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Drizzt
July 17, 2002, 09:42 AM
Copyright 2002 Knight Ridder/Tribune News Service
Knight Ridder/Tribune News Service
The Miami Herald


July 17, 2002, Wednesday

SECTION: LIFESTYLE

KR-ACC-NO: K4721

LENGTH: 1145 words

HEADLINE: Students learn more than self-defense at martial arts schools

BYLINE: By Desonta Holder

BODY:
MIAMI _ Look past the high-flying kicks, lightning-fast punches and submission holds; past the push-ups, squats and crunches. You won't see any battered egos or brazen brutes. You will see self-confidence, perseverance and self-control.

Kung Fu Connection in North Miami, which specializes in troubled children; Steve LaVallee's East Coast Karate & Kickboxing in Oakland Park; and Imperial Martial Arts in Weston have been empowering children for more than 20 years. Their nominal purpose is teaching self-defense, but they also show children how to avoid confrontation, concentrate and stay focused. For one student, the benefit is straight A's on his report card. For another, it's knowing he doesn't have to fight in school and risk being expelled.

And lately, the schools have seen nearly as many adults as children sign up. While some instructors attribute this trend to movies like "Rush Hour" and "Crouching Tiger, Hidden Dragon," others think more adults are simply seeking self-confidence and a sense of awareness.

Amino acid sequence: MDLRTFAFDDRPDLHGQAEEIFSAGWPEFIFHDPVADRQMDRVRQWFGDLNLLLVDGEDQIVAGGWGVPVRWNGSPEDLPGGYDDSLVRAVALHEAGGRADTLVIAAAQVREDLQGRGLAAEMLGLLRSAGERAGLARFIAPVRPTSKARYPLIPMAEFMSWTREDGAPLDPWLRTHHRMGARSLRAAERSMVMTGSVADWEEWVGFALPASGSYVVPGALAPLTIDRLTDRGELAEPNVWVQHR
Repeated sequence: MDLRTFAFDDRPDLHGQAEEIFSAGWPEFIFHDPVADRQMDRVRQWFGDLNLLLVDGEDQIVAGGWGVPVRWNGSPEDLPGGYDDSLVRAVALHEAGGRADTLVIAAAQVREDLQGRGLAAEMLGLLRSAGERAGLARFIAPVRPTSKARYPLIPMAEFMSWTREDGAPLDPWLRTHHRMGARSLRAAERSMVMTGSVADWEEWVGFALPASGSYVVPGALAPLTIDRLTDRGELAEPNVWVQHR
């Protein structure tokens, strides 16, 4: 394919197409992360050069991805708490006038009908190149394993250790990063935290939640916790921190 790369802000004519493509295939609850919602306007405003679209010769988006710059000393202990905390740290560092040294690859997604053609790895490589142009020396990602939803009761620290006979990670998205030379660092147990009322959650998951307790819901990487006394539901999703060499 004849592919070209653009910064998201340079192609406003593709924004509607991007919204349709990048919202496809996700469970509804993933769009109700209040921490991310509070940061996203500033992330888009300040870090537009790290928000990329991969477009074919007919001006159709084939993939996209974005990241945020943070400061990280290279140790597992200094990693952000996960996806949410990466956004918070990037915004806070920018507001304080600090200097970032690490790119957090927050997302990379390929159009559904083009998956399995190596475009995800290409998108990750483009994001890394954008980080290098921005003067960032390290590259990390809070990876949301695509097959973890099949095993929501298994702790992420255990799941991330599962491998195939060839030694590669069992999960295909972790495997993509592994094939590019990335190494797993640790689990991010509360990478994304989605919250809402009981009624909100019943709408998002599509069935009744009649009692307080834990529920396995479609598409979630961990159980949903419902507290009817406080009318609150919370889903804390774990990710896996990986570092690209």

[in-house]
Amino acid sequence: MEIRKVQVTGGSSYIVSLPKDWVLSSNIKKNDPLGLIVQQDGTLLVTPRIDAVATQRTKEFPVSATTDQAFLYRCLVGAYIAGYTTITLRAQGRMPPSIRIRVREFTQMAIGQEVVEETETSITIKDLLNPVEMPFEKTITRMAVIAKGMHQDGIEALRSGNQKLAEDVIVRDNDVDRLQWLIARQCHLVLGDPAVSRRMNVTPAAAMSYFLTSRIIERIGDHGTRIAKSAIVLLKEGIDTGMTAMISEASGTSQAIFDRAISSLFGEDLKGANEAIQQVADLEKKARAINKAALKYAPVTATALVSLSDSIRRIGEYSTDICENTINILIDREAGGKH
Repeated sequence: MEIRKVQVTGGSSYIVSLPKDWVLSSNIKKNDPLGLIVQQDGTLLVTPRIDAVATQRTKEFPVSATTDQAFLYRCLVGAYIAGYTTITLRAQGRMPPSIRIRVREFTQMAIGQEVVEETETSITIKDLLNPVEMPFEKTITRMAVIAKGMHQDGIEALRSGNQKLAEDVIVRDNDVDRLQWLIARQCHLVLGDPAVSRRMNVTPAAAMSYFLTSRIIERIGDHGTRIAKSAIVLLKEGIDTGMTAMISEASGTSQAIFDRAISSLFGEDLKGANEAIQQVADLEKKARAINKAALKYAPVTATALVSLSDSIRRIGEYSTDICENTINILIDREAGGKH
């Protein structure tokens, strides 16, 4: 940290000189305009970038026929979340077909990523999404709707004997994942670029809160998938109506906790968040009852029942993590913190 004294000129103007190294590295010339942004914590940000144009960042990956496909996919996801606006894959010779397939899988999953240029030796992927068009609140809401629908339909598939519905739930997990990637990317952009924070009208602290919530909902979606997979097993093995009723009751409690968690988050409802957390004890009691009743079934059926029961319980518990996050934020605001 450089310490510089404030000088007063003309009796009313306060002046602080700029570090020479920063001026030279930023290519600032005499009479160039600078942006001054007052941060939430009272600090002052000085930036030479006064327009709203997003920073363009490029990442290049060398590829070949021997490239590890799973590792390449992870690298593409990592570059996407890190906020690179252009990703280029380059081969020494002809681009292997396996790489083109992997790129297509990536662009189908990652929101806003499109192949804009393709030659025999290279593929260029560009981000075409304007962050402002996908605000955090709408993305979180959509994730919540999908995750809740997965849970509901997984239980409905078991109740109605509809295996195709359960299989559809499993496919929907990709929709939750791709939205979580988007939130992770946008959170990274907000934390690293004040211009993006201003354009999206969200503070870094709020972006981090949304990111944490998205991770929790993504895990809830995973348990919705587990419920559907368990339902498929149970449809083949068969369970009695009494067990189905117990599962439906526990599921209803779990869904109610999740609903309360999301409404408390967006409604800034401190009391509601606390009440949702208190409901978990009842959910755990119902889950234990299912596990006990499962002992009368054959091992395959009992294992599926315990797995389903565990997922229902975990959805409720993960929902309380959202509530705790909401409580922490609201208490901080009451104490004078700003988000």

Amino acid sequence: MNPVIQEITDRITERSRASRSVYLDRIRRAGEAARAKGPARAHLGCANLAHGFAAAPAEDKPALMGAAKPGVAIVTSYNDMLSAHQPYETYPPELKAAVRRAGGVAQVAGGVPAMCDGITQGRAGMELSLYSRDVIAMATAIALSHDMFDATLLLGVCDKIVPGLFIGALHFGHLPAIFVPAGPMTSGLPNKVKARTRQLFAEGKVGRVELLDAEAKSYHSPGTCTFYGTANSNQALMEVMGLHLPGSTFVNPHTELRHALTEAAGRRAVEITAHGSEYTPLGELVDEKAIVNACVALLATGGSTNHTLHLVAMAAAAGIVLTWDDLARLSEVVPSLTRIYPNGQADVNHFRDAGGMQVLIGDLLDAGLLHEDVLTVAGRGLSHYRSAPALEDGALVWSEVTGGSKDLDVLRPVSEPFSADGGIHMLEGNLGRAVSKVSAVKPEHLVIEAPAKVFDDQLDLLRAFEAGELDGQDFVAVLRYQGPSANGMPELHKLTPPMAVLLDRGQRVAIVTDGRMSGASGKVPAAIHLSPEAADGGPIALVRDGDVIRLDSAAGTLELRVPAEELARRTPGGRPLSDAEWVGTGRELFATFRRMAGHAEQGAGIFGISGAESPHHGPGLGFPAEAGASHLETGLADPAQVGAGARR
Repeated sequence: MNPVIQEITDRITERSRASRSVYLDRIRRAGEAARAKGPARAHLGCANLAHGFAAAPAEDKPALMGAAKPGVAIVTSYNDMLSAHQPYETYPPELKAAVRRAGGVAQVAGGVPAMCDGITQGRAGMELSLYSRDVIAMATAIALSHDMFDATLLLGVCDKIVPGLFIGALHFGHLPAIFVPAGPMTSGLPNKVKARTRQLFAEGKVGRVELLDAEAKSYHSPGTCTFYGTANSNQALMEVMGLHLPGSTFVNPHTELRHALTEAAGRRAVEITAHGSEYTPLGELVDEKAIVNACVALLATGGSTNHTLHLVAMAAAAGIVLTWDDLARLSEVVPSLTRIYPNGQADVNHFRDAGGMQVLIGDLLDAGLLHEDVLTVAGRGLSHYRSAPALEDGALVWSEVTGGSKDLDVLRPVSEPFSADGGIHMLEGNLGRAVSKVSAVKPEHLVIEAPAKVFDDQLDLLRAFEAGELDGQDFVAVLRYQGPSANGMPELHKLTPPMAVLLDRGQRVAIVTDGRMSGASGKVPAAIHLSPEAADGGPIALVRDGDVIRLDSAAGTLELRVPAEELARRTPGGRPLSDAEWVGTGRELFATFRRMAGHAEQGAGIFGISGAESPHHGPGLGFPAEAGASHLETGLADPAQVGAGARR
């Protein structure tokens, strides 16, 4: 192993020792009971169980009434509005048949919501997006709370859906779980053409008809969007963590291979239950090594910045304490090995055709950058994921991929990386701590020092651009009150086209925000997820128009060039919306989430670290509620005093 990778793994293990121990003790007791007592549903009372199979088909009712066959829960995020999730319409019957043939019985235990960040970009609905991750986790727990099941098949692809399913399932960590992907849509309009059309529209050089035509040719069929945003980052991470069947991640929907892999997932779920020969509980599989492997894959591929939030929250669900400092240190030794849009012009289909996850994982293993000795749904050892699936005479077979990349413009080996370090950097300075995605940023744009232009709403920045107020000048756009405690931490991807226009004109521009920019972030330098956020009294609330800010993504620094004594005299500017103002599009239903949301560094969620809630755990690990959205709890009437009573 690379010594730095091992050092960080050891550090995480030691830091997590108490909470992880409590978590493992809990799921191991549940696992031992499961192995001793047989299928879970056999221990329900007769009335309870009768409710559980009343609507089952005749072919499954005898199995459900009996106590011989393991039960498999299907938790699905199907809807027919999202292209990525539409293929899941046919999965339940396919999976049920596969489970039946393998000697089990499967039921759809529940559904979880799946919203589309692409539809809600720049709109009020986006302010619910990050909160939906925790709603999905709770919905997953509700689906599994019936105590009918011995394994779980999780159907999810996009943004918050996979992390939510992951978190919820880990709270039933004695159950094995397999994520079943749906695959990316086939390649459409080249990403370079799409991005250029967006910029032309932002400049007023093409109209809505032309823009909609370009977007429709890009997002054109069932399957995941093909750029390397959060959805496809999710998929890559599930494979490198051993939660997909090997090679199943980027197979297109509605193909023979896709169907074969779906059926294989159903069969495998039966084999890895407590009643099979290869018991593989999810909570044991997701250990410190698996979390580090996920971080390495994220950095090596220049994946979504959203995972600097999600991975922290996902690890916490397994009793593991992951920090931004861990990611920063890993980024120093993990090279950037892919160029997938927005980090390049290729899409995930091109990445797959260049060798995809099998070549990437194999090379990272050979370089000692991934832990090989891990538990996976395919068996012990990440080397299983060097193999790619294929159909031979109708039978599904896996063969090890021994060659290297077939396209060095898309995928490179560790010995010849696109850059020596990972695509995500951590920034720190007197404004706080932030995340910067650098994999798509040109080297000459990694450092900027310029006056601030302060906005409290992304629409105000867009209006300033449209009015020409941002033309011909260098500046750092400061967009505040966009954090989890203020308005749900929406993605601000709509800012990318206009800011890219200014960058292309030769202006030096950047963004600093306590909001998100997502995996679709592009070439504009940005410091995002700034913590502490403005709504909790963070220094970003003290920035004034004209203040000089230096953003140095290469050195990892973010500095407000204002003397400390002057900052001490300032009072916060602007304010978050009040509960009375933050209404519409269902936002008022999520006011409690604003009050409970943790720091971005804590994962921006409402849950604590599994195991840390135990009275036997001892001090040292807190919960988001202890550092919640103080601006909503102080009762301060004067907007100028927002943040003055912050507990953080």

Gus Rubio, head master at Kung Fu Connection, was very shy and lacked self-confidence as a child.

"I was getting pushed around and beat up a lot," he said. "When I started martial arts, I projected a certain air of confidence. That made all the difference in the world. I was never a target anymore."

That same air of confidence can be seen in his students.

Many parents bring their children to Kung Fu Connection to calm the wildness, said Alice Billman, Rubio's wife and partner. "You want your child to be assertive, but not necessarily aggressive," she said.

Three of Rubio's students, Chase Bryan, 11; Billman's daughter, Blaze Gonzalez, 12; and Joshua Eason, 12, signed up for classes after watching other students throw jabs and kicks, then walk away unharmed _ and sometimes untouched.

"It just amazed me how some people were able to block hits," said Chase, a sixth-grader at Phyllis Ruth Miller School in Miami. "Kids at school used to try to hit me. Now I know how to move out of the way and block them, so I don't have to fight back. The worse thing to do is fight and get expelled from school."

Blaze, a seventh-grader at Miami Shores/Barry University Charter Middle School, agrees. "Kung fu taught me a lot about self-control," she said. "I don't get upset anymore when people make fun of me."